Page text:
Love Triangles And Pyramids: Verdi's 'Aida'

From The Maggio Musicale In Florence

fromWDAV

Aida at the Maggio Musicale Festival in Florence. i i

Aida at the Maggio Musicale Festival in Florence. Gianluca Moggi/Courtesy of the Teatro del Maggio Musicale Fiorentino hide caption

itoggle caption Gianluca Moggi/Courtesy of the Teatro del Maggio Musicale Fiorentino
Aida at the Maggio Musicale Festival in Florence.

Aida at the Maggio Musicale Festival in Florence.

Gianluca Moggi/Courtesy of the Teatro del Maggio Musicale Fiorentino

The exotic aura of ancient Egypt has been the magic ingredient in all kinds of entertainment, and in just about every genre the choices seem to run the gamut.

At the movies, Egypt has been the setting of everything from costume dramas such as Cleopatra to the Biblical epic The Ten Commandments to the adventures of Indiana Jones to various incarnations of The Mummy.

Music inspired by ancient Egypt ranges from Debussy's ethereal ballet score Khamma to "Walk Like an Egyptian" by The Bangles. And that's not to mention a whole string of tunes by a 1980s dance and rap artist billed as The Egyptian Lover or a dreamy number called "Meditation Music of Ancient Egypt," by new age specialist Gerald Jay Markoe.

The Hit Single

Early in the third act, as she's waiting to meet with Radames, Aida (soprano Hui He) is afraid she'll never again see her homeland. She expresses those fears in the aria "O Patria Mio."

The B Side

During their Act Three meeting, Aida and Radames (tenor Marco Berti) imagine a peaceful place where they can be alone together, in the duet "Lá tra le foreste vergini" — "There in the virgin forests."

But when it comes to music evoking the land of pyramids and pharaohs, there's no better place for it than the opera house — especially when you add a dose of passion to the mix. Handel wrote three operas set in Egypt, including Julius Caesar. Massenet chipped in with Thaïs, set in Alexandria. And Giuseppe Verdi did his part with one of the most popular operas of all time, the spectacular drama Aida — a score that was actually written for an Egyptian audience.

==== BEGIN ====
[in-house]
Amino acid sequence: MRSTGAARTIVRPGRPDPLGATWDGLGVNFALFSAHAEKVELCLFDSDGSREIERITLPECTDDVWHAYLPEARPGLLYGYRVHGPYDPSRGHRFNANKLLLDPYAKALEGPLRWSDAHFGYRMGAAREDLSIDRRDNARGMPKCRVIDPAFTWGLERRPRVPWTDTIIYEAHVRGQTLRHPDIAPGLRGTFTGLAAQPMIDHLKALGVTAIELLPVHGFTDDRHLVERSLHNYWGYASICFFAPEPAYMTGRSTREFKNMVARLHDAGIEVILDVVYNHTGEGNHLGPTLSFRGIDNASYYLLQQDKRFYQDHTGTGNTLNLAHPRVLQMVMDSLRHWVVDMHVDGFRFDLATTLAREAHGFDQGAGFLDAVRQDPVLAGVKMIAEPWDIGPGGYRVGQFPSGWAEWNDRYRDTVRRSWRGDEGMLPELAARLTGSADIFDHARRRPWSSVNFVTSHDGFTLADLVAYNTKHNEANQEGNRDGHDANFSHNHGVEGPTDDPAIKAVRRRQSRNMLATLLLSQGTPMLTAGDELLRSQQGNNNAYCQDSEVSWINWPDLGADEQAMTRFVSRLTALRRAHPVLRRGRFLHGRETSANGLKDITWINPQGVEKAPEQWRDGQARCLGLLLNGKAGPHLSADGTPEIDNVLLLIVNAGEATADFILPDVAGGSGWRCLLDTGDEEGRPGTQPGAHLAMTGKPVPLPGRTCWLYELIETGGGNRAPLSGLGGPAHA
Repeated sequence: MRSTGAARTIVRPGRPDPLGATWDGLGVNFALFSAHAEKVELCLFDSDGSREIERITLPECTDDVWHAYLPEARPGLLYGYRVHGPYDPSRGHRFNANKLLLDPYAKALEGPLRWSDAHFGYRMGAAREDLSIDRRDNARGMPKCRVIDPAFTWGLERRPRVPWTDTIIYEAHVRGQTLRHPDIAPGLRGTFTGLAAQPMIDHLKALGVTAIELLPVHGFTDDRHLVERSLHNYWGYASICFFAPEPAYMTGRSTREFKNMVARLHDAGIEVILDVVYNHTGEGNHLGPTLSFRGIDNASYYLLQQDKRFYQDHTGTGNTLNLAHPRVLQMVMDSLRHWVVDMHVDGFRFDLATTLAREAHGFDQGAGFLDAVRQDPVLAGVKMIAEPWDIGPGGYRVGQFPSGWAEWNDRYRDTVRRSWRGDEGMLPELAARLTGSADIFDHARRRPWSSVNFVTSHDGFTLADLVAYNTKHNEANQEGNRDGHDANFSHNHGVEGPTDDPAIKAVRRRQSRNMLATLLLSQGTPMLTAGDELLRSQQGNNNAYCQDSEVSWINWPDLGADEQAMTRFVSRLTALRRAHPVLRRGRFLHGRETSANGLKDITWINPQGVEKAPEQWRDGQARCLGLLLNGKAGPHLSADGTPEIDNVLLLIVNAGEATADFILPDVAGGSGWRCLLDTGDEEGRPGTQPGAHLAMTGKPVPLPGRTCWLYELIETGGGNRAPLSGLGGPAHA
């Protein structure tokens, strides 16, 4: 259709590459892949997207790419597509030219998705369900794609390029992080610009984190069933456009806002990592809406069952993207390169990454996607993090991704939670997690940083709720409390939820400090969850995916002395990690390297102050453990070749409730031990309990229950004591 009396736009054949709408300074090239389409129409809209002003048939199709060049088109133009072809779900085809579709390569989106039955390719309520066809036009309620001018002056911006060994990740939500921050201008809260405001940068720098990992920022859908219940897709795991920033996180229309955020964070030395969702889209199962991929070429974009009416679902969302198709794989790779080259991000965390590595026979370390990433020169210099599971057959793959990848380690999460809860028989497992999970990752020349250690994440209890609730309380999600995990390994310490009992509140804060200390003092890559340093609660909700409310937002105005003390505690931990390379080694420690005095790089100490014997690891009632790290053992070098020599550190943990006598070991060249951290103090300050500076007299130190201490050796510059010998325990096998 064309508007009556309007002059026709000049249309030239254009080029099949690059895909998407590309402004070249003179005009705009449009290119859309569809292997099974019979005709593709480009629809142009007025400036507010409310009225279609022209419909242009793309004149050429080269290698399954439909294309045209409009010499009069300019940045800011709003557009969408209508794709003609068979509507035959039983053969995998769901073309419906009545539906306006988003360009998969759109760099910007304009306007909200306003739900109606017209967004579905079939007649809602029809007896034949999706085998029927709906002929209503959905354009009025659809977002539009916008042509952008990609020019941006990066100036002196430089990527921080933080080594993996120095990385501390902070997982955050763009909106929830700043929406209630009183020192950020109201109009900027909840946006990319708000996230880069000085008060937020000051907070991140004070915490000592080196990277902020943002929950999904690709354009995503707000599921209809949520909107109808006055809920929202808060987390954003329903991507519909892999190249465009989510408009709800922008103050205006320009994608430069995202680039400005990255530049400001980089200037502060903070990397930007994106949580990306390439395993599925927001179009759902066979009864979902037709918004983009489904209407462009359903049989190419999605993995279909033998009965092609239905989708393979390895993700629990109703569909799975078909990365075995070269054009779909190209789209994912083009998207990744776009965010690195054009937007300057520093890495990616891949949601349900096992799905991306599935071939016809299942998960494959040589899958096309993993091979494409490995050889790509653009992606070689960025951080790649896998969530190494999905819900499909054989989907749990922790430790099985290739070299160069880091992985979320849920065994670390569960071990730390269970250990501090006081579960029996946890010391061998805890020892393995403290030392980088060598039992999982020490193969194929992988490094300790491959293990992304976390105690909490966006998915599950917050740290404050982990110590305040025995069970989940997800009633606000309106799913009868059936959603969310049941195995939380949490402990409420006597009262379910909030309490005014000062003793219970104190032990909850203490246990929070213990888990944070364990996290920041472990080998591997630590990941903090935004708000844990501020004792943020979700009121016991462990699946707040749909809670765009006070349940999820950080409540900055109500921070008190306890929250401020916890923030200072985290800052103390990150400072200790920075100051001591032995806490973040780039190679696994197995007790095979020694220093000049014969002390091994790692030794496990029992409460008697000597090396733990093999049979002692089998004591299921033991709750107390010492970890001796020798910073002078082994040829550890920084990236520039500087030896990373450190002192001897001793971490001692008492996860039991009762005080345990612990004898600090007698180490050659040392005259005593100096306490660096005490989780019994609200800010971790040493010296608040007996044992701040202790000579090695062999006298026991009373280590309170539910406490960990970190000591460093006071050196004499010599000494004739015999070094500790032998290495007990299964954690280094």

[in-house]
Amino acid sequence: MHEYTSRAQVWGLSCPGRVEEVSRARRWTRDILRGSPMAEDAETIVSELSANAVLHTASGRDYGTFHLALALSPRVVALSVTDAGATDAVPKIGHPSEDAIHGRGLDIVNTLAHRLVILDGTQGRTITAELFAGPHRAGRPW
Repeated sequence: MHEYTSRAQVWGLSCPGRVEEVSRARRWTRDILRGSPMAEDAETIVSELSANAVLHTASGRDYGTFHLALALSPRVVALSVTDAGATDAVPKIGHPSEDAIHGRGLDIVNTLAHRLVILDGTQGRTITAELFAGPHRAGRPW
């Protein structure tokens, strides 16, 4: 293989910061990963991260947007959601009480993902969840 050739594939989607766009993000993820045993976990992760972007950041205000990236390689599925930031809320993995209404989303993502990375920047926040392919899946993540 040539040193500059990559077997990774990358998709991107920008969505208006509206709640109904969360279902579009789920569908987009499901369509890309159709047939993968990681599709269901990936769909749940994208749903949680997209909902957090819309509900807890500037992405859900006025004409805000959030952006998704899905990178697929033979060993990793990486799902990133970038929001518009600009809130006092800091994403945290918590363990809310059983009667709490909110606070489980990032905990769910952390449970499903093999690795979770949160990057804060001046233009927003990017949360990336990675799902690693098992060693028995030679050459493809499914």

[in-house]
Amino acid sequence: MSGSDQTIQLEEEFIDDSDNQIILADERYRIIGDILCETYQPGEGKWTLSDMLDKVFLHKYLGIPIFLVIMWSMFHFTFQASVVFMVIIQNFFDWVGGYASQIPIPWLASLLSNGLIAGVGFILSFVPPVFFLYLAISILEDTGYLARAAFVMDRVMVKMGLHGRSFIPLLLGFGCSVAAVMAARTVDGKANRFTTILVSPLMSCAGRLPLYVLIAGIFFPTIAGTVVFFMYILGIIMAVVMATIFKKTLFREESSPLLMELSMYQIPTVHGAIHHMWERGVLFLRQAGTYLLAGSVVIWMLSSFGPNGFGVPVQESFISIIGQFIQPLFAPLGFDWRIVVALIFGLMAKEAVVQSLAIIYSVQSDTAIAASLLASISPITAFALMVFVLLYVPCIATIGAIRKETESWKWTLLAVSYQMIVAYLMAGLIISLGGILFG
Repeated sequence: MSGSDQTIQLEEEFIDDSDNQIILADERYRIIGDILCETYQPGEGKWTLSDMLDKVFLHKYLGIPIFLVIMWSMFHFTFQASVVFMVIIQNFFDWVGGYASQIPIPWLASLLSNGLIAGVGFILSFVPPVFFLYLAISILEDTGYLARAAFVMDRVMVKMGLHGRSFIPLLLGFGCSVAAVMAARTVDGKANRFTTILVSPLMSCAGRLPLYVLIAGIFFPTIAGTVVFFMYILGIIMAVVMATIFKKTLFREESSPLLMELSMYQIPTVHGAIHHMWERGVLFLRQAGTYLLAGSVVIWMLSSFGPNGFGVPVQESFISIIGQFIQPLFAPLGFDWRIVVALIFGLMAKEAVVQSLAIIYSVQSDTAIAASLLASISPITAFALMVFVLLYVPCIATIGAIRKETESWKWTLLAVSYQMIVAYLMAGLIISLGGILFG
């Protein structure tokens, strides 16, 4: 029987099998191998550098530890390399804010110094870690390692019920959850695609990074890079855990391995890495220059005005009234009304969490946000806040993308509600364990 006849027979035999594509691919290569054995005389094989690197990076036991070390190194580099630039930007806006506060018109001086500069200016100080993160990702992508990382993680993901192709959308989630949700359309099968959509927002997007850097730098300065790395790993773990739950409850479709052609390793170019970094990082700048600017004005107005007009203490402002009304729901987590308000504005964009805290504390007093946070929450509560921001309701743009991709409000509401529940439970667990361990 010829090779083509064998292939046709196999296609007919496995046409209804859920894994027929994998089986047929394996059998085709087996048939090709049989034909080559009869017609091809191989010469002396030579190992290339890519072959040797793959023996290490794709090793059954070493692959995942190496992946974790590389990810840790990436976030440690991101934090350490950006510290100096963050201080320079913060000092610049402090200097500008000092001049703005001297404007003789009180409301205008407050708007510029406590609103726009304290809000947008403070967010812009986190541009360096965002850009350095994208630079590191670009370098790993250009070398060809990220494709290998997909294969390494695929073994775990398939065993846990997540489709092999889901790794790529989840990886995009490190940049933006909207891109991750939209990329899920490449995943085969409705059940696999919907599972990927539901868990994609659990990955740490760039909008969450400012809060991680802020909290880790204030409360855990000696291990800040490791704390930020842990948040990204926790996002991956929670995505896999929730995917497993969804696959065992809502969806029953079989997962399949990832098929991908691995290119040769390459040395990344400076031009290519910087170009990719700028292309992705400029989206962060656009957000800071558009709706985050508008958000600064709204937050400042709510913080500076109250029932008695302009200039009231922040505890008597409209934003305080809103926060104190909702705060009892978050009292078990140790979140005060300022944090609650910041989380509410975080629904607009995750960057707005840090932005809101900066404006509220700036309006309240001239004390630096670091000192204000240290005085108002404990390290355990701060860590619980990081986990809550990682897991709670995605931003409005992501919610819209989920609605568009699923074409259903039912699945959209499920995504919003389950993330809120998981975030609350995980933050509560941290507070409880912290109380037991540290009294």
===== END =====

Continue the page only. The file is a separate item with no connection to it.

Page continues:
The history of Aida goes back to Ismail Pasha, who became the khedive of Egypt in 1863. Among his many dreams for the country was a new Cairo Opera House. It opened in 1869, with a performance of Verdi's Rigoletto. But Pasha thought his theater also deserved a brand new work by Verdi, who was arguably the most famous opera composer in the world.

Verdi wasn't eager to tackle a big new project in a faraway country, and he hesitated. When he eventually agreed, it was on his own terms, and he had plenty of them. Verdi demanded complete control of the production, the right to pick his own librettist and singers, and the right to oversee the project from his home in Italy by sending his personal representative to manage the production, conduct it and direct it. The composer also demanded a hefty fee, payable on delivery of the score. Opera openings were frequently delayed, but there would be no delay with Verdi's paycheck.

The premiere was postponed slightly, thanks in part to the Franco-Prussian War, and took place late in 1871, not quite a year behind schedule. Before long Aida was a hit all over the world. It premiered at La Scala in 1872. The next year, it reached Buenos Aires and New York City.

On World of Opera, host Lisa Simeone brings us a new production of Verdi's blockbuster from the Maggio Musicale in Florence, with Zubin Mehta conducting. Soprano Hui He sings the title role, with tenor Marco Berti as her lover Radames and mezzo-soprano Luciana D'Intino as Aida's bitter rival, Amneris.

See the previous edition of World of Opera or the full archive.

The Story Of 'Aida'

The fates of Aida and Radames are sealed in their tomb, as Amneris sings a prayer from above.

The fates of Aida and Radames are sealed in their tomb, as Amneris sings a prayer from above. Courtesy Maggio Musicale, Florence hide caption

itoggle caption Courtesy Maggio Musicale, Florence

The opera's title character is an Ethiopian slave, held by Princess Amneris in ancient Egypt. Aida is also a princess herself. She's the daughter of Amonasro, the king of Ethiopia.